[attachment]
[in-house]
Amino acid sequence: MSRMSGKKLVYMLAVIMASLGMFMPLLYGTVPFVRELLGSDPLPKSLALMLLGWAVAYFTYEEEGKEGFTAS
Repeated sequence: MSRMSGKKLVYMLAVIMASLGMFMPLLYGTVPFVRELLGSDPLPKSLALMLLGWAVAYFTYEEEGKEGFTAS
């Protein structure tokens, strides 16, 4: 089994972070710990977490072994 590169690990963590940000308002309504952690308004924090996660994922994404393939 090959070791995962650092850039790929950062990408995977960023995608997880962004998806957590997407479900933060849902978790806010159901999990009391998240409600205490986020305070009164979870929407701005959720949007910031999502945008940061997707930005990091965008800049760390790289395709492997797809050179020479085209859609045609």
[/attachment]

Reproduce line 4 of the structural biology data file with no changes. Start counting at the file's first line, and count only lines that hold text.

């Protein structure tokens, strides 16, 4: 089994972070710990977490072994 590169690990963590940000308002309504952690308004924090996660994922994404393939 090959070791995962650092850039790929950062990408995977960023995608997880962004998806957590997407479900933060849902978790806010159901999990009391998240409600205490986020305070009164979870929407701005959720949007910031999502945008940061997707930005990091965008800049760390790289395709492997797809050179020479085209859609045609």